RUB-Scientists develop ataxia mouse model

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No. 82 - Bochum, 17.06.2015

RUB-Scientists develop ataxia mouse model

Investigating the origins of spinocerebellar ataxia 6

Eye blink conditioning for early diagnosis

Scientists at the Ruhr-Universität Bochum established a mouse model for the human disease SCA6. SCA6 is characterized by movement deficits and caused by similar genetic alterations as Chorea Huntington. The mouse model will be used to investigate the disease mechanisms. Experiments suggest that an impairment of eye blink conditioning could be an early disease symptom. The team from the Department of Zoology and Neurobiology published their data in “The Journal of Neuroscience”; the work was highlighted by the editor’s commentary.

Spinocerebellar ataxia 6: structural changes in a Calcium channel in cerebellar neurons

SCA6 or spinocerebellar ataxia type 6 is a movement disorder, which results in the loss of a special type of neuron in the cerebellum called Purkinje cells. These neurons process sensory information to coordinate movements. The disease has a late onset and develops in the second period of life. Patients are often wheelchair bound and no therapies are available. “To understand, how the disease originates and progresses and to develop new therapeutic strategies, it was important to establish a new mouse model,” says Dr Melanie Mark, a neuroscientist from the Ruhr-Universität Bochum.

Modification of a single protein fragment causes disease symptoms

SCA6 belongs together with Chorea Huntington to the family of polyglutamine diseases. They are characterised by repetitions of the amino acid glutamine in disease specific proteins. The team of Prof Dr Stefan Herlitze used a human Calcium channel fragment from a SCA6 patient containing stretches of glutamine and brought it in cerebellar Purkinje cells of mice. This protein fragment was sufficient to induce SCA6 like symptoms.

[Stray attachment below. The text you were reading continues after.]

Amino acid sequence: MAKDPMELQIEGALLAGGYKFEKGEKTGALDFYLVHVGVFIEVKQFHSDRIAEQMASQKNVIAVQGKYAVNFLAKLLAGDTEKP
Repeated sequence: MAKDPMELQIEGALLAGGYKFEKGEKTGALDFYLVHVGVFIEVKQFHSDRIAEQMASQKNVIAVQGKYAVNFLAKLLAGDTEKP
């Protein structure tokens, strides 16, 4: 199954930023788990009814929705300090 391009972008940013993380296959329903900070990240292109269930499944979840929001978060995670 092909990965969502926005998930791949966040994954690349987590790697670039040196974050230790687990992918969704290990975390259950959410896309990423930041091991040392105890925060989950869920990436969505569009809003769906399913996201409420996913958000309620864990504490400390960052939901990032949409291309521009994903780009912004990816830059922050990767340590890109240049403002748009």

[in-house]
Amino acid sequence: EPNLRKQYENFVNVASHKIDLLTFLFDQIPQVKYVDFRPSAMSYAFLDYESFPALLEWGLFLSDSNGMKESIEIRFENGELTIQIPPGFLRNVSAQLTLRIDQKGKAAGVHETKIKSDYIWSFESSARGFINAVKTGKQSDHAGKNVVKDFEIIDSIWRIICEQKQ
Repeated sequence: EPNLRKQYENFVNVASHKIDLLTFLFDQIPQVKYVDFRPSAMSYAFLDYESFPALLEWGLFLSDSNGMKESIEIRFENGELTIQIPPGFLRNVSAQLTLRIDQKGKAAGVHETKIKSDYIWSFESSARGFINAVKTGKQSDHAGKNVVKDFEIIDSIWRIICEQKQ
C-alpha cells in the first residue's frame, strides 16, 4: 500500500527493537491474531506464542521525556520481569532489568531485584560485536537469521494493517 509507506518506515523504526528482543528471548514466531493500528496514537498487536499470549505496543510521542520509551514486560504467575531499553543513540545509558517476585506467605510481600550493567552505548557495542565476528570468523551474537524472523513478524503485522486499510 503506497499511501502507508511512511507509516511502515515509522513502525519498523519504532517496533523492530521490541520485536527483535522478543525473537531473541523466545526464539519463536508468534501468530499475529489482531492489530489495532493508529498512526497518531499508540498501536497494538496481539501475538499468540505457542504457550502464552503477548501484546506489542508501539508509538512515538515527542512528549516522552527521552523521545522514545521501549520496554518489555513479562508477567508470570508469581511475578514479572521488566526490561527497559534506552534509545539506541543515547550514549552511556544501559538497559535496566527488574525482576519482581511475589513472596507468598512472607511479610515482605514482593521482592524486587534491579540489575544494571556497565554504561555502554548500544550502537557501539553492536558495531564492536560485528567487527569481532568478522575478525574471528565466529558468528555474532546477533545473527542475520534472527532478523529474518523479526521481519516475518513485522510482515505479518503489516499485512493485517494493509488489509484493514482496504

Impairment of eye blink conditioning

However, the animals developed other problems before movement deficits. The physiological properties of the Purkinje cells were altered and conditioning learning was impaired. The scientist presented a tone followed by an air puff onto the eye. Healthy animals learn to close their eyelid, when they hear a tone, before the air puff is applied. However animals with the mutated Calcium channel fragment could not learn this association. “The eye blink conditioning is a noninvasive method, which has the potential to be used to detect cerebellar mediated diseases during early stages before disease symptoms such as movement deficits become obvious,” suggests Stefan Herlitze.

Bibliographic record

M.D. Mark et al. (2015): Spinocerebellar ataxia type 6 protein aggregates cause deficits in motor learning and cerebellar plasticity, The Journal of Neuroscience, DOI: 10.1523/JNEUROSCI.0891-15.2015

Editorial journalist

Dr. Julia Weiler
Press Office Ruhr University Bochum

Further information

Prof Dr Stefan Herlitze, Department of Zoology und Neurobiology, Faculty of Biology and Biotechnology, Ruhr-Universität, 44780 Bochum, Germany, Tel. +49/234/32-24363